DISCLAIMER: The case discussed in this blog has not received a court ruling; the analysis is based on allegations. Please keep in mind that all parties are innocent until proven guilty in the court of law.
In September of 2014 the class action lawsuit; Jimenez v. Allstate had passed through the Court of Appeals for the Ninth Circuit. This lawsuit represents roughly 800 Allstate Claims Adjusters who have accused their managers of neglecting to report overtime and missed lunch breaks in order to receive a bonus for staying within corporate's annual budget. According to the court's ruling Allstate has allegedly broken four different laws which include California Labor Code Sections 201, 202, and 226. These practices have also violated the California Business and Professions Code 17200. Allstate has not yet made any public statements referring to this case.
|Allstate's (ALL) Stock Performance - September 2014|
Within Kantianism there is the Law of Humanity. This law states that in order to be ethical, one must simply treat people as they are, rather than a way to obtain what you desire. Employees were working overtime and skipping meal breaks in order to complete an overwhelming work load. This is common within companies, but when managers would not report overtime that they worked even though that was one of their responsibilities there is a serious problem. By reviewing possible reasoning for the managers to avoid reporting overtime, it is revealed that they would receive bonuses for staying within the budget. This budget did include payroll for employees. Therefore, the sensible motivation behind the managers' motives would be to take advantage of the employees in order for them to reap the benefits. For this reason, the actions would be deemed unethical in the Kantianism context.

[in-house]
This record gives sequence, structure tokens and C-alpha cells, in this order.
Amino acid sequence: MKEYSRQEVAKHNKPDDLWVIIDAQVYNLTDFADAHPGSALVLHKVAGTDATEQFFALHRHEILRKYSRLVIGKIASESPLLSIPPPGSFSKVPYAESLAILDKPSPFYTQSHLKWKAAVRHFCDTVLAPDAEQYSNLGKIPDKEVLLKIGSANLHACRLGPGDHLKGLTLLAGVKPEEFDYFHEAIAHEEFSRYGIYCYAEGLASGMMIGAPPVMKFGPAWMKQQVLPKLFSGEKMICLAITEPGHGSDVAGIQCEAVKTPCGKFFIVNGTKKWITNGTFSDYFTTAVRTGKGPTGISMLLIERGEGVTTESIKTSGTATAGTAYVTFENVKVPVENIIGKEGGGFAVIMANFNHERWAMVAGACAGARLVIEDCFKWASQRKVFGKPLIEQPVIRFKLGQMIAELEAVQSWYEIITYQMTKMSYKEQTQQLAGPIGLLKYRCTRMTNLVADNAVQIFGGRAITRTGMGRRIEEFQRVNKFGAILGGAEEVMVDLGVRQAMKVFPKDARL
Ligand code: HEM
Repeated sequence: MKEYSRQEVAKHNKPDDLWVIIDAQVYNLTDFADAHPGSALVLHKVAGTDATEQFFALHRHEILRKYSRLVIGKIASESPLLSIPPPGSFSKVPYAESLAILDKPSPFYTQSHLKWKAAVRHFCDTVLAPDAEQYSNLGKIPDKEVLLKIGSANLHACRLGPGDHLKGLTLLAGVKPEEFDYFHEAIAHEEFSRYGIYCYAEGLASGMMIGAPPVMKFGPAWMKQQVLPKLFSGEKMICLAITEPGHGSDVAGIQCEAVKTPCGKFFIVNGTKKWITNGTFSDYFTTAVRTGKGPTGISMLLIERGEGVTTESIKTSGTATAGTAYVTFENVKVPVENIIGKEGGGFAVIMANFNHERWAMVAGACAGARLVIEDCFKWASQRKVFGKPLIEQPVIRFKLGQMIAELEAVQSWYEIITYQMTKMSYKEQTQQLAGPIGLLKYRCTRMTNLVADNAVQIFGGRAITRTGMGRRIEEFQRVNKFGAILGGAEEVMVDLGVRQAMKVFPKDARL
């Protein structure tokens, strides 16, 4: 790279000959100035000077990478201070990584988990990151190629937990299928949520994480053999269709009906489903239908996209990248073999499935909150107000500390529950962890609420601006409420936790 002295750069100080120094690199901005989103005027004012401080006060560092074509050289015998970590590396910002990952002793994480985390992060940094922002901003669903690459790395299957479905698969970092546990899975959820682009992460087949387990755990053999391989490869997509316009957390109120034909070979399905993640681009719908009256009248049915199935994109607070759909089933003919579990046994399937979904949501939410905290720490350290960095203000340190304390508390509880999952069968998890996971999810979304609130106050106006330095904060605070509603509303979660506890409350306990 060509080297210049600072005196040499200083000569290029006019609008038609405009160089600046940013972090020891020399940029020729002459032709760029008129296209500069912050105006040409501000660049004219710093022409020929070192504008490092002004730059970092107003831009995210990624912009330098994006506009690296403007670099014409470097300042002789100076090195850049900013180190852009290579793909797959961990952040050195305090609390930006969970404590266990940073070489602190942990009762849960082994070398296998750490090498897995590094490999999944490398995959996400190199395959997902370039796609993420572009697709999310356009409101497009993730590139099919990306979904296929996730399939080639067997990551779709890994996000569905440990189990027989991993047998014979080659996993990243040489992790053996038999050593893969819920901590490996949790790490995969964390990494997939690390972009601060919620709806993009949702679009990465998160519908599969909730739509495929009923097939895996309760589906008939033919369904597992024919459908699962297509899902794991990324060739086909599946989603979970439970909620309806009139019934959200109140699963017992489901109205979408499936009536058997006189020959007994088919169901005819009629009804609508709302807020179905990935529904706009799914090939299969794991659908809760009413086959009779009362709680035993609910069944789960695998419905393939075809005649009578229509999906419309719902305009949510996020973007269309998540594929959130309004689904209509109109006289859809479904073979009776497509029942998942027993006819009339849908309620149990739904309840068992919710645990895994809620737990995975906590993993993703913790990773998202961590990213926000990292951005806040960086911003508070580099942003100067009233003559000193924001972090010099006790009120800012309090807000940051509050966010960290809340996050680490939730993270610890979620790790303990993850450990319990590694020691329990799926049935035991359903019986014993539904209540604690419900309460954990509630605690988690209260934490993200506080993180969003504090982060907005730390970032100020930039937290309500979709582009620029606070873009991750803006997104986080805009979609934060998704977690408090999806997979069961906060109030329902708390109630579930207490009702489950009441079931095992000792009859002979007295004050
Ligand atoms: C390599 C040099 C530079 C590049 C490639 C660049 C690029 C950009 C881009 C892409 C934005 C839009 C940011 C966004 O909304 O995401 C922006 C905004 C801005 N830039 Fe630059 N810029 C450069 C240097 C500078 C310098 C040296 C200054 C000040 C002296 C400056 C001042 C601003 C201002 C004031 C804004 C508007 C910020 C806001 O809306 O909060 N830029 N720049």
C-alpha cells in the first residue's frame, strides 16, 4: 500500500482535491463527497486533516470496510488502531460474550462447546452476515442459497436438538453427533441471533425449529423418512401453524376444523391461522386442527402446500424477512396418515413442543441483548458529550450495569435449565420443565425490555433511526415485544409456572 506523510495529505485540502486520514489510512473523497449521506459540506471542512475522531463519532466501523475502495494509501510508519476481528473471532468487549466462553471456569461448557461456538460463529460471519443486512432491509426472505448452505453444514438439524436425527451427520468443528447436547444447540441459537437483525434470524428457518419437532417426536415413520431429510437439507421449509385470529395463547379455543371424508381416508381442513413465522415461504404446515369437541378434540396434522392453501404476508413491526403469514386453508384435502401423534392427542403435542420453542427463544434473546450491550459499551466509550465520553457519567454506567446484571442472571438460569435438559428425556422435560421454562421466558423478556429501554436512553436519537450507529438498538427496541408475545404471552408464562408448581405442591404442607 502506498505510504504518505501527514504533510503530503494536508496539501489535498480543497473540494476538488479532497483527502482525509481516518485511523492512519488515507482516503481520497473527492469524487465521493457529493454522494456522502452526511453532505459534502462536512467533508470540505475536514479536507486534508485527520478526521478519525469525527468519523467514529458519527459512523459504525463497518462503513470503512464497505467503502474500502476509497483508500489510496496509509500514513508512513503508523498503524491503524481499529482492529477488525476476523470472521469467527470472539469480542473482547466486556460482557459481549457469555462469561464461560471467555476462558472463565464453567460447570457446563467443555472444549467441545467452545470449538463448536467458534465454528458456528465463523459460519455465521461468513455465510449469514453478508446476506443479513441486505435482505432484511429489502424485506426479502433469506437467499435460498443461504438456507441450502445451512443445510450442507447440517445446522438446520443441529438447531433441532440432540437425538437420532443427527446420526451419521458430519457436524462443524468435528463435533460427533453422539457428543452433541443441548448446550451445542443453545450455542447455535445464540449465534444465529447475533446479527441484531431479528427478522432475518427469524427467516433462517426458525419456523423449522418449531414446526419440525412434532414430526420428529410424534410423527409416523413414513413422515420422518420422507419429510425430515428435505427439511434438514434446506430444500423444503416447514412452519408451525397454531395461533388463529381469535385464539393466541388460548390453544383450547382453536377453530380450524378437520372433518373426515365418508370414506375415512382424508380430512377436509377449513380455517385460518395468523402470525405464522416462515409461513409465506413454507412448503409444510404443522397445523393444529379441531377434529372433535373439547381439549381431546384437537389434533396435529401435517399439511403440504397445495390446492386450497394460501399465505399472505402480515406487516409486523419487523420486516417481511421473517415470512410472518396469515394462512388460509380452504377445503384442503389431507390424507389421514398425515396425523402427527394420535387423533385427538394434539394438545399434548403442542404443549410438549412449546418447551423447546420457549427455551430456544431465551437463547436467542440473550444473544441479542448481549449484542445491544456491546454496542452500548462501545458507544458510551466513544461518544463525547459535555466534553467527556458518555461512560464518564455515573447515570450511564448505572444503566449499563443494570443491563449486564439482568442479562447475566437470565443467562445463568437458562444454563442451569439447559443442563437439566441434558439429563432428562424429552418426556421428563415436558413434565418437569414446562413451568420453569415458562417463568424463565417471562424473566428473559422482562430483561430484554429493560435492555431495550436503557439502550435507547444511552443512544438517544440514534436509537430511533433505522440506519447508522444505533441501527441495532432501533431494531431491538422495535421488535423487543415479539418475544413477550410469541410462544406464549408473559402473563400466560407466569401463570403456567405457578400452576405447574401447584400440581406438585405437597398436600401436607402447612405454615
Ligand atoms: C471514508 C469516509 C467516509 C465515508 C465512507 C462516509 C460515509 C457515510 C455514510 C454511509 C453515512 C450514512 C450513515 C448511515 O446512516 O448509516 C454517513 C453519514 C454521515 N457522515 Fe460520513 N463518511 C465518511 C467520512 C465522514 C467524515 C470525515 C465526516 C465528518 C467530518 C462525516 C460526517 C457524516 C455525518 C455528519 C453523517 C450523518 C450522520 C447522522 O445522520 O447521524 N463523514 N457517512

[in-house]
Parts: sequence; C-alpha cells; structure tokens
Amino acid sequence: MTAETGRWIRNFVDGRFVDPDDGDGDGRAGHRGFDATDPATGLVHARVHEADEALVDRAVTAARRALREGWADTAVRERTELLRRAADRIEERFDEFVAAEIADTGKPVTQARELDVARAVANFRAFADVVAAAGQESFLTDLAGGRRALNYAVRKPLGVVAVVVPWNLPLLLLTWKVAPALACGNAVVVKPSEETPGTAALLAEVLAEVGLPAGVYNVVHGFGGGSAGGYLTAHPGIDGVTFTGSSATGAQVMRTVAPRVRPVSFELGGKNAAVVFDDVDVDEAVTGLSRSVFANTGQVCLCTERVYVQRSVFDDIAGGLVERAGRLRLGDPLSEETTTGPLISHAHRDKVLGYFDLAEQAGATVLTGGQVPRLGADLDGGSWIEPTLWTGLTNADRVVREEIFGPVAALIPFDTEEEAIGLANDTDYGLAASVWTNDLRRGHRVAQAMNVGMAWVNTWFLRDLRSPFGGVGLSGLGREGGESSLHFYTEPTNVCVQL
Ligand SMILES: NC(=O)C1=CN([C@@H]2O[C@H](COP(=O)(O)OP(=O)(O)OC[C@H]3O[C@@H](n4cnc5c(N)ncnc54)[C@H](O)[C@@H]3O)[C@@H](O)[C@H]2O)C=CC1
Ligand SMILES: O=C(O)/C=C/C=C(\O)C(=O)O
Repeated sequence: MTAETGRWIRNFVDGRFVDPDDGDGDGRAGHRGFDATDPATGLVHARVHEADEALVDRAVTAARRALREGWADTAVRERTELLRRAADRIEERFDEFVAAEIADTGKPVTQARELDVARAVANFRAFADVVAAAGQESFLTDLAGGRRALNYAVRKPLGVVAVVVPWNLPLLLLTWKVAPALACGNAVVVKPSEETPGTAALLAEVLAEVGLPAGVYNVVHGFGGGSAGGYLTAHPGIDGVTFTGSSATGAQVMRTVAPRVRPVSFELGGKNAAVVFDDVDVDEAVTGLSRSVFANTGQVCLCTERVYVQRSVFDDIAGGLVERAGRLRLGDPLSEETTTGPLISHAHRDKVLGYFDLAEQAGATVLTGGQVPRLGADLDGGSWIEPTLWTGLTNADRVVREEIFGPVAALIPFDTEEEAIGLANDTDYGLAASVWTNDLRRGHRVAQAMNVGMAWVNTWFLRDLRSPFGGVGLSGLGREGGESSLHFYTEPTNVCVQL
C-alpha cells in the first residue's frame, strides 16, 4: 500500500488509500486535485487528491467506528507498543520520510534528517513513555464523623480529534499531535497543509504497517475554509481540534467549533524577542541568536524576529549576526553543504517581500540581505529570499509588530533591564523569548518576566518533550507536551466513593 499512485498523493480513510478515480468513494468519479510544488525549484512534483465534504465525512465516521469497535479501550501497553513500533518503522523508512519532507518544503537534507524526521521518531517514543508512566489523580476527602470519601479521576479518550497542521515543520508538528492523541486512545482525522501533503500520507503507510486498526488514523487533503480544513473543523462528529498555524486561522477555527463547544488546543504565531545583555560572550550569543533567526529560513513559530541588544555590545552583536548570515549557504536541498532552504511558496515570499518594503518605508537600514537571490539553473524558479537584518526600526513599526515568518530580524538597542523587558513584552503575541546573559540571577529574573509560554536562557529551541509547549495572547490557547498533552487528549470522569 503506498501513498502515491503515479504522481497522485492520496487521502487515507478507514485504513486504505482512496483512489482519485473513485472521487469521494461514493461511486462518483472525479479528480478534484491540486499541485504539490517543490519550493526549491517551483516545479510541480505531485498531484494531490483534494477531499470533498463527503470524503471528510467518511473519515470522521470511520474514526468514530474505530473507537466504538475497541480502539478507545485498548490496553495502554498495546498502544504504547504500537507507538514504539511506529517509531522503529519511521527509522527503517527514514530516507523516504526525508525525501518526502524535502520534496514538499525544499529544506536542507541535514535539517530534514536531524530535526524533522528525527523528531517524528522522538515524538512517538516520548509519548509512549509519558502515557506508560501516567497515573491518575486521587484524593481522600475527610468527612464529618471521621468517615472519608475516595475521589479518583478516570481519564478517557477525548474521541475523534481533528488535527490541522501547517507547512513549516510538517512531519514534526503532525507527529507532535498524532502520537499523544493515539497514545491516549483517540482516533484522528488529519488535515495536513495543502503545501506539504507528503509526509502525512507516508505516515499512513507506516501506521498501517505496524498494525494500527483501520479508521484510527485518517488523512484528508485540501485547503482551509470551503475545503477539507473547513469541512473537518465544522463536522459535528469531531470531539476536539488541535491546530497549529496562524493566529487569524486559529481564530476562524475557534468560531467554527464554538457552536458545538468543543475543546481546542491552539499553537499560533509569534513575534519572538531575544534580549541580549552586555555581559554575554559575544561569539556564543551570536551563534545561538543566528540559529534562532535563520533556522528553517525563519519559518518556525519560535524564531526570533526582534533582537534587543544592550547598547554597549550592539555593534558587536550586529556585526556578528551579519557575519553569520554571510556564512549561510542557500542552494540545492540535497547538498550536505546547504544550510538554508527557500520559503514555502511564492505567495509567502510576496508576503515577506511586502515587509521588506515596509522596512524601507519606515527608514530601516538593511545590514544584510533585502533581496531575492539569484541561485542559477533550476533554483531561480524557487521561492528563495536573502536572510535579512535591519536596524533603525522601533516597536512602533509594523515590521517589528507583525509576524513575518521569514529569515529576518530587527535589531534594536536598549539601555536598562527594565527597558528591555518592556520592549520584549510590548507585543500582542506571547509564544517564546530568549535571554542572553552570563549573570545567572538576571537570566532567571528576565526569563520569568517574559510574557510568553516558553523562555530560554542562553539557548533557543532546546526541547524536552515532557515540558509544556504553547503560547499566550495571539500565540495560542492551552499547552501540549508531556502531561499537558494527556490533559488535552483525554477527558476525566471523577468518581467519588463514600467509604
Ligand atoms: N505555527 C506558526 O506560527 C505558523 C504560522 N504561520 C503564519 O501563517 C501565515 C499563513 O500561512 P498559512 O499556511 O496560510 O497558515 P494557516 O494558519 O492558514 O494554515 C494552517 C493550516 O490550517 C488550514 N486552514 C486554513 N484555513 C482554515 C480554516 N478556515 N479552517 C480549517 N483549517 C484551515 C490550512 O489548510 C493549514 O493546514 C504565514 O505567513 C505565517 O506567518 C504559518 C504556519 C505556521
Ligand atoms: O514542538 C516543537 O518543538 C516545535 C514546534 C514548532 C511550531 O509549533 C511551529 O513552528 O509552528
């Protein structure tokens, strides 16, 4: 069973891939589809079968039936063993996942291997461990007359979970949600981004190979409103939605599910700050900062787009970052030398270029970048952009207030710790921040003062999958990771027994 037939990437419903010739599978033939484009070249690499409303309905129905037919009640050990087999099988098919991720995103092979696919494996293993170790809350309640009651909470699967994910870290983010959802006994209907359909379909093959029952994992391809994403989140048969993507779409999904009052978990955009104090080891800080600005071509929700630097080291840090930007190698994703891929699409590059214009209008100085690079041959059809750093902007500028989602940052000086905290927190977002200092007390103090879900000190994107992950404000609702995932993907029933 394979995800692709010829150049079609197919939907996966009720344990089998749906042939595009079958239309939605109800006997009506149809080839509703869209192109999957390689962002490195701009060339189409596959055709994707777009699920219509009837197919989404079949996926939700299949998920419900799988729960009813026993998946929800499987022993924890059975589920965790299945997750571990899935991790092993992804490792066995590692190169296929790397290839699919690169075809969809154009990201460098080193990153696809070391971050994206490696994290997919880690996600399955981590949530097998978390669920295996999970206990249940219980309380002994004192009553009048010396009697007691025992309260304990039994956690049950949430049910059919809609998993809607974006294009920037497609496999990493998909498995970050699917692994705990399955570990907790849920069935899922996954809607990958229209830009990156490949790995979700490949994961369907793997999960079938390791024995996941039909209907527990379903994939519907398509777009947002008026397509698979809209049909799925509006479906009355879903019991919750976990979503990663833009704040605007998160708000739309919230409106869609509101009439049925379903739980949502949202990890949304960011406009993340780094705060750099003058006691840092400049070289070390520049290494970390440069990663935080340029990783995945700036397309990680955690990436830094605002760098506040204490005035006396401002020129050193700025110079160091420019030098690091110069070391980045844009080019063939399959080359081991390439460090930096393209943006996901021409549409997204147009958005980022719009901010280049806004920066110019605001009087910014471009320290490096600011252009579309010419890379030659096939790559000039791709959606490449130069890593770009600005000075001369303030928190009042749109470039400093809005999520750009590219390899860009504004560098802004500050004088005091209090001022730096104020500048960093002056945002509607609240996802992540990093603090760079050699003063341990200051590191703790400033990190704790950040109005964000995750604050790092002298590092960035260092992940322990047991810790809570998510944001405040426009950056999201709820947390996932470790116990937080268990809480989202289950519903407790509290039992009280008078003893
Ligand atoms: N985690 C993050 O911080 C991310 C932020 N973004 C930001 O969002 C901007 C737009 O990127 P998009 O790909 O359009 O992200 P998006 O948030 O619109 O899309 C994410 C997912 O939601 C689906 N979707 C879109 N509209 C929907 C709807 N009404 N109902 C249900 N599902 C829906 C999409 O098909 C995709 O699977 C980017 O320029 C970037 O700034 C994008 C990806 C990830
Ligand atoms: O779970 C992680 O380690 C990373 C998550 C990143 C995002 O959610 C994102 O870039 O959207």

Virtue Theory has four main virtues that are the basis of ethical evaluation. These virtues consist of courage, honesty, self-control, and fairness. It is cowardice to steal from your employees and mistreat them in the way the managers did in this case. Managers were also far from honest, they were lying about the amount of hours their employees were working by not reporting overtime. Self-control was not being practiced by the managers either, they let greed get the best of them and harmed their employees by not having self-control. Finally, there was not one bit of fairness behind the managers' actions. They did not deserve the bonuses because they were not properly reporting overtime. They were also being unfair to employees because the managers were preventing the employees from receiving the compensation they worked for. Since the actions did not comply with any of the four main virtues, this situation would also be deemed unethical based on Virtue Theory.
Assuming that the allegations made in the case of Jimenez v. Allstate are an accurate account of the managers' actions, all four theories claim that this situation is unethical. Allstate could have prevented this by installing some form of a time clock when the claims adjusters were switched from salary to hourly employees. In order to conform to the theories, Allstate needs to compensate their employees for the wages they have lost based on the managers' decisions.
"Allstate Corp. (ALL)" CNN Money. N.d. Web. 27 September 2014.
"Federal Appeals Court Certifies Class Action Against Allstate Insurance Company in Wage Case That Could Exceed $200 Million Dollars" CNN Money. Globe Newswire. September 2014. Web. 23 September 2014.
Jimenez v. Allstate. United States Court of Appeals for the Ninth Circuit, 2014. LexisNexis Academic. Web. 23 September 2014.